Amy Eddings is the local host of “All Things Considered,” which airs from 4 PM until 8 PM weekdays. She started hosting in 2004, after long-time host JoAnn Allen left for the West Coast. Before ATC, Amy was a reporter. Her favorite topics were--and still are--garbage and recycling, which she still reports on whenever she can get out of the studio.
US Open: How To Survive the US Open (Fan, Not Player)
Friday, September 04, 2009
Attending the US Open can be a bit like spending the day in Grand Central Terminal. It took me nearly ten minutes to work my way from the admission gate to Arthur Ashe Stadium. I had to dodge and weave past thousands of other fans, especially as I got near the food court. Thank God I wasn't trying to catch a train. I would have missed it.
If you've got tickets for day sessions this Labor Day weekend, and have never been to the US Open before, here are some tips to survive the crush and actually see some tennis.
Get there early. Ten o'clock is good. Slather on the sunblock. Buy a schedule of matches for $4. Plot your day.
Find a court featuring players you're interested in, and plant yourself there. I recommend Louis Armstrong Stadium or the Grandstand. During this first weekend of the Open, there are still plenty of top players who can be seen there. On Saturday, the lineup includes #4 seed Novak Djokovic against American journeyman Jesse Witten, Fernando Verdasco vs. Tommy Haas (try to get seats close to the baseline for this one, so you can hear Haas muttering to himself), and the Williams sisters playing doubles. Not a bad way to spend what will be a beautiful, sunny September afternoon. By sticking to one court, you avoid the navigational hassles of getting to the other, outer courts.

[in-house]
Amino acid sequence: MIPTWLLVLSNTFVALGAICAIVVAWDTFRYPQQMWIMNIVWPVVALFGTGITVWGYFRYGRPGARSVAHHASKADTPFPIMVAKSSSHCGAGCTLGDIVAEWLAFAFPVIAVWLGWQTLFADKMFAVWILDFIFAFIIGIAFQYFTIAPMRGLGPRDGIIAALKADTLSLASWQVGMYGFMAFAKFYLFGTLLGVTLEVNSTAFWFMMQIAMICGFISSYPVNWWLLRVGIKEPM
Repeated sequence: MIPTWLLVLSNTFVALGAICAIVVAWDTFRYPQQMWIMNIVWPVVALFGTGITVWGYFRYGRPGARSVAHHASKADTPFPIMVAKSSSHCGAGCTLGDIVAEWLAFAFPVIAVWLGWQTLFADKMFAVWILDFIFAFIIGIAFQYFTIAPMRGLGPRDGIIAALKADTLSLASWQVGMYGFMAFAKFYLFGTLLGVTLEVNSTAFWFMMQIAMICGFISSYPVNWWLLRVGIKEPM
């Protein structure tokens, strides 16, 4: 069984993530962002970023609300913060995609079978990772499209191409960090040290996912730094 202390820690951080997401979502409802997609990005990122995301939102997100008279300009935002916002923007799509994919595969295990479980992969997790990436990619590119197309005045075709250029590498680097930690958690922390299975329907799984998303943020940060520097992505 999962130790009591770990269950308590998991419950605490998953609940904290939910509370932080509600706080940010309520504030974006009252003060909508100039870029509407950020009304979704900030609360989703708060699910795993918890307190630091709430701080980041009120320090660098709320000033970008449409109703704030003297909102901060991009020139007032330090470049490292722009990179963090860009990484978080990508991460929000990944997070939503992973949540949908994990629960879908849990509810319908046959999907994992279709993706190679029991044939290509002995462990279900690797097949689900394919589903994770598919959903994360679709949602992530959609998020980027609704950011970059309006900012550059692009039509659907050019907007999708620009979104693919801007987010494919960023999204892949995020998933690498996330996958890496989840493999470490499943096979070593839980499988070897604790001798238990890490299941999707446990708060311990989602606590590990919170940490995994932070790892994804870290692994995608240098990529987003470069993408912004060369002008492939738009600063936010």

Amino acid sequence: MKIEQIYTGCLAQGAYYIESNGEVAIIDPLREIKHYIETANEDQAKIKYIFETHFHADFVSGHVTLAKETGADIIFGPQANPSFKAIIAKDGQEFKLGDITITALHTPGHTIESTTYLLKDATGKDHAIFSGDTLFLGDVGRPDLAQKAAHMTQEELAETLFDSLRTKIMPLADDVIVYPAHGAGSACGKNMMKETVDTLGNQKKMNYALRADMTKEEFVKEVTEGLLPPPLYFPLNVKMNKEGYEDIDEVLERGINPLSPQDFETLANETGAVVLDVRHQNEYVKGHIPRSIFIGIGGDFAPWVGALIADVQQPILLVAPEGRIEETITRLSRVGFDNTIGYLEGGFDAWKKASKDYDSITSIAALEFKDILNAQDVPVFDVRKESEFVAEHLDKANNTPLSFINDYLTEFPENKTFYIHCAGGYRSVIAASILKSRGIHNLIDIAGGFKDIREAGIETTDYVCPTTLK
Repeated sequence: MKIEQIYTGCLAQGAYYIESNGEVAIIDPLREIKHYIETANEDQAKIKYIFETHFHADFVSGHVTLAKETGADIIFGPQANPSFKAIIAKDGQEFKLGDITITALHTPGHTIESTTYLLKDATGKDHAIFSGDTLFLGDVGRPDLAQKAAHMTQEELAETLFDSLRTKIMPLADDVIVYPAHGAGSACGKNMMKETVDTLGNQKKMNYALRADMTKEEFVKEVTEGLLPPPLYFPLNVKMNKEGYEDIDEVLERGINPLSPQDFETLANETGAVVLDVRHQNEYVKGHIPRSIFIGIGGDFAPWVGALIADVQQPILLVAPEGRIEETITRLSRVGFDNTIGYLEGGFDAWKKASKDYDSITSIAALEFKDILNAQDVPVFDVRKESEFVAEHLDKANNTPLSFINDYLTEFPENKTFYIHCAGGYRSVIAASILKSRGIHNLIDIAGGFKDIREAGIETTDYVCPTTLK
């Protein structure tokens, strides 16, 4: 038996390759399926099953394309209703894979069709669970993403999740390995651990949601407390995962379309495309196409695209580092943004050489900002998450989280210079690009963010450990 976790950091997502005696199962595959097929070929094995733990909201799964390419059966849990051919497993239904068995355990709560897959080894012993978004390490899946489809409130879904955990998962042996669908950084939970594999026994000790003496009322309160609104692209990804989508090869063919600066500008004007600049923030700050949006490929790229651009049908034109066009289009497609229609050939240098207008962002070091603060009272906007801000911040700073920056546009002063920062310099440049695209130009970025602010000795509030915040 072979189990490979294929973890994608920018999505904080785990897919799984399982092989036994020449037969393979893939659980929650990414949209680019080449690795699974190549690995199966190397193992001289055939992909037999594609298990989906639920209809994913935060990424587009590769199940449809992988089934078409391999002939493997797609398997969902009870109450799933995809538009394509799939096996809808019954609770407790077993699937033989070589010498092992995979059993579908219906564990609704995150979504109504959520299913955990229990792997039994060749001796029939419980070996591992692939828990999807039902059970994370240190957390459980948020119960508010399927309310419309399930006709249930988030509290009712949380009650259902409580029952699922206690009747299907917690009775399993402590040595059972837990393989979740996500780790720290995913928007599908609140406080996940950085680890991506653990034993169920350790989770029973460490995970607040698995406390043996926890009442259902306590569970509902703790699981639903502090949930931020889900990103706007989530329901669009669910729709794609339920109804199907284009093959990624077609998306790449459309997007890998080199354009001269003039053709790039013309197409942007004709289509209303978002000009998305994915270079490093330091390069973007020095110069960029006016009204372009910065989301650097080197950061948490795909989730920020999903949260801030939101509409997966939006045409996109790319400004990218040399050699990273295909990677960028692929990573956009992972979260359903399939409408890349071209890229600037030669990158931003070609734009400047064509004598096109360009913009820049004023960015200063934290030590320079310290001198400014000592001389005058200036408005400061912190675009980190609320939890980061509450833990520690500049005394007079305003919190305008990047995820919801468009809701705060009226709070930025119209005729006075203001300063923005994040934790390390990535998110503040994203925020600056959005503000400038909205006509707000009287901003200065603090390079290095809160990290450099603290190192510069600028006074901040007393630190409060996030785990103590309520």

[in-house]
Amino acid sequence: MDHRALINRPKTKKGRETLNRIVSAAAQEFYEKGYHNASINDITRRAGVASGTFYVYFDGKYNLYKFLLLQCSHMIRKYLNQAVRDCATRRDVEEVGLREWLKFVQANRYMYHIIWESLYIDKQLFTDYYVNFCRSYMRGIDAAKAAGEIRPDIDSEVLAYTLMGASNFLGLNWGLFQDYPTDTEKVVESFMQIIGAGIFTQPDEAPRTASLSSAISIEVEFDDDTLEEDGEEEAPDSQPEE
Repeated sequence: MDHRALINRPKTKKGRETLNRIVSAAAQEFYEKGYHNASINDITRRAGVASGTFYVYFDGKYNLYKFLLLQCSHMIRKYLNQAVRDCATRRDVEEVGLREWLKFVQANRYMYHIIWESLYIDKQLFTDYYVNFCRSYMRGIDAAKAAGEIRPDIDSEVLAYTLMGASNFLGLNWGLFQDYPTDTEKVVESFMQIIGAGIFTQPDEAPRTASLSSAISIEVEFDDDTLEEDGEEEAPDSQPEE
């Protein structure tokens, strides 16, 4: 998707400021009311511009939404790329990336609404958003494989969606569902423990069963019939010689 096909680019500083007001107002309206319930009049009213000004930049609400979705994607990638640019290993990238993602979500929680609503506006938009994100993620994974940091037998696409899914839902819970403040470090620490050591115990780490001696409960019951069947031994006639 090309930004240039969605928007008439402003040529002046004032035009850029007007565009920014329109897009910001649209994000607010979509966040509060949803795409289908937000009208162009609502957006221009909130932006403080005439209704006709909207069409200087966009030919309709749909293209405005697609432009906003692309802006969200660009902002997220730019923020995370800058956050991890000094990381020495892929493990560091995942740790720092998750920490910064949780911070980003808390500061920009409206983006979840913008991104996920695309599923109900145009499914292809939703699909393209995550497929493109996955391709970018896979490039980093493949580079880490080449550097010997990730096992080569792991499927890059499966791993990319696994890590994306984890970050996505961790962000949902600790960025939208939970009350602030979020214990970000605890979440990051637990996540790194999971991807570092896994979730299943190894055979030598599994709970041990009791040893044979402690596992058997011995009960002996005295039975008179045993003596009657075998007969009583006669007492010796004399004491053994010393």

Get a good seat! If you like being THISCLOSE to players, to experience the power, speed, focus and beauty of a professional athlete, willing their bodies to move in ways you and I will never achieve, then find a seat behind the baseline, or on it, with a good enough angle to see the player in the opposite court. If you like watching the way players construct a point -- the angles they achieve, and where they're placing their serve in their opponent's service box, and how they move to a ball -- find seats a little bit higher up, so you can get that perspective. Just know that you may miss out on having American comeback kid Taylor Dent splatter you with sweat from the wristband he tossed into the third row. (Wait, maybe that's a good thing.)
Bring your own food! It saves money (lots of it), and time on looooong lines.
Stay late. Even if it's doubles, and you don't like doubles. There's nothing quite like the late summer night vibe at the US Open. Everyone's giddy, aware of this last gasp of warmth and sunlight before the air cools and the leaves fall and we all have to buckle down at our desks once again. Soak it up.